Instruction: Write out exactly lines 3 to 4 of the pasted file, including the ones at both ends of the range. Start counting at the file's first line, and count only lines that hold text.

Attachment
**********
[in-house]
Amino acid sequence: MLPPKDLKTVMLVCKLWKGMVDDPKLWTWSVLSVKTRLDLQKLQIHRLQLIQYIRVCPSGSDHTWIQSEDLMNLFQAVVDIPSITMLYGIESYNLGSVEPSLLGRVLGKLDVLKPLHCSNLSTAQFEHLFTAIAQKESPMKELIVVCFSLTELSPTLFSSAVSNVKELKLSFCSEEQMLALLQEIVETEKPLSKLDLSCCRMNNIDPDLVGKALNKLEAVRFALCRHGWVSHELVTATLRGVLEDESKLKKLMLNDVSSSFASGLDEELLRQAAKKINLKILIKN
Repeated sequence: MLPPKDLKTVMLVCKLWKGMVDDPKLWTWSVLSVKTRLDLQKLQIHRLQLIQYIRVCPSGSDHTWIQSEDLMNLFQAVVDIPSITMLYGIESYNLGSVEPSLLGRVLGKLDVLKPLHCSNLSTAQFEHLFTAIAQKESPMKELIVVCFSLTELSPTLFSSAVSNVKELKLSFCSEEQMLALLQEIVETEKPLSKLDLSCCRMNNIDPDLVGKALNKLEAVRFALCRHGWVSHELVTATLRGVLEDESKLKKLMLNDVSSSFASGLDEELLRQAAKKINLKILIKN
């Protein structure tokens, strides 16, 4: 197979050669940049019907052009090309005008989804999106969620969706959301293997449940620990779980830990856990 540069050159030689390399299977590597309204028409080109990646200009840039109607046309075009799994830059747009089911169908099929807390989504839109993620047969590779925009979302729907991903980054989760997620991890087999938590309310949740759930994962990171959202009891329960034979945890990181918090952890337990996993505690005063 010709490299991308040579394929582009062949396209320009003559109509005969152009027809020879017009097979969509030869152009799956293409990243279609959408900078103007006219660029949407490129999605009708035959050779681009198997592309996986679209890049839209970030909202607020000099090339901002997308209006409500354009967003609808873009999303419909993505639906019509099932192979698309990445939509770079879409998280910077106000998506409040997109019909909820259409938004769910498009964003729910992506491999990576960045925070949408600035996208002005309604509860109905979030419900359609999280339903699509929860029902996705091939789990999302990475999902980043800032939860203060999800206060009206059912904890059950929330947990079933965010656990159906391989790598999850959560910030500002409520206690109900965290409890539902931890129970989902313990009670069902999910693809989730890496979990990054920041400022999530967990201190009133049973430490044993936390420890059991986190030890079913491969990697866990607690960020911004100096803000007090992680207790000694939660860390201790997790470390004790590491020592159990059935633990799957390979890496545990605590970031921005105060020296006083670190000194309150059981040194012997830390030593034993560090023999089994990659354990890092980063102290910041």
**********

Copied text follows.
Repeated sequence: MLPPKDLKTVMLVCKLWKGMVDDPKLWTWSVLSVKTRLDLQKLQIHRLQLIQYIRVCPSGSDHTWIQSEDLMNLFQAVVDIPSITMLYGIESYNLGSVEPSLLGRVLGKLDVLKPLHCSNLSTAQFEHLFTAIAQKESPMKELIVVCFSLTELSPTLFSSAVSNVKELKLSFCSEEQMLALLQEIVETEKPLSKLDLSCCRMNNIDPDLVGKALNKLEAVRFALCRHGWVSHELVTATLRGVLEDESKLKKLMLNDVSSSFASGLDEELLRQAAKKINLKILIKN
């Protein structure tokens, strides 16, 4: 197979050669940049019907052009090309005008989804999106969620969706959301293997449940620990779980830990856990 540069050159030689390399299977590597309204028409080109990646200009840039109607046309075009799994830059747009089911169908099929807390989504839109993620047969590779925009979302729907991903980054989760997620991890087999938590309310949740759930994962990171959202009891329960034979945890990181918090952890337990996993505690005063 010709490299991308040579394929582009062949396209320009003559109509005969152009027809020879017009097979969509030869152009799956293409990243279609959408900078103007006219660029949407490129999605009708035959050779681009198997592309996986679209890049839209970030909202607020000099090339901002997308209006409500354009967003609808873009999303419909993505639906019509099932192979698309990445939509770079879409998280910077106000998506409040997109019909909820259409938004769910498009964003729910992506491999990576960045925070949408600035996208002005309604509860109905979030419900359609999280339903699509929860029902996705091939789990999302990475999902980043800032939860203060999800206060009206059912904890059950929330947990079933965010656990159906391989790598999850959560910030500002409520206690109900965290409890539902931890129970989902313990009670069902999910693809989730890496979990990054920041400022999530967990201190009133049973430490044993936390420890059991986190030890079913491969990697866990607690960020911004100096803000007090992680207790000694939660860390201790997790470390004790590491020592159990059935633990799957390979890496545990605590970031921005105060020296006083670190000194309150059981040194012997830390030593034993560090023999089994990659354990890092980063102290910041």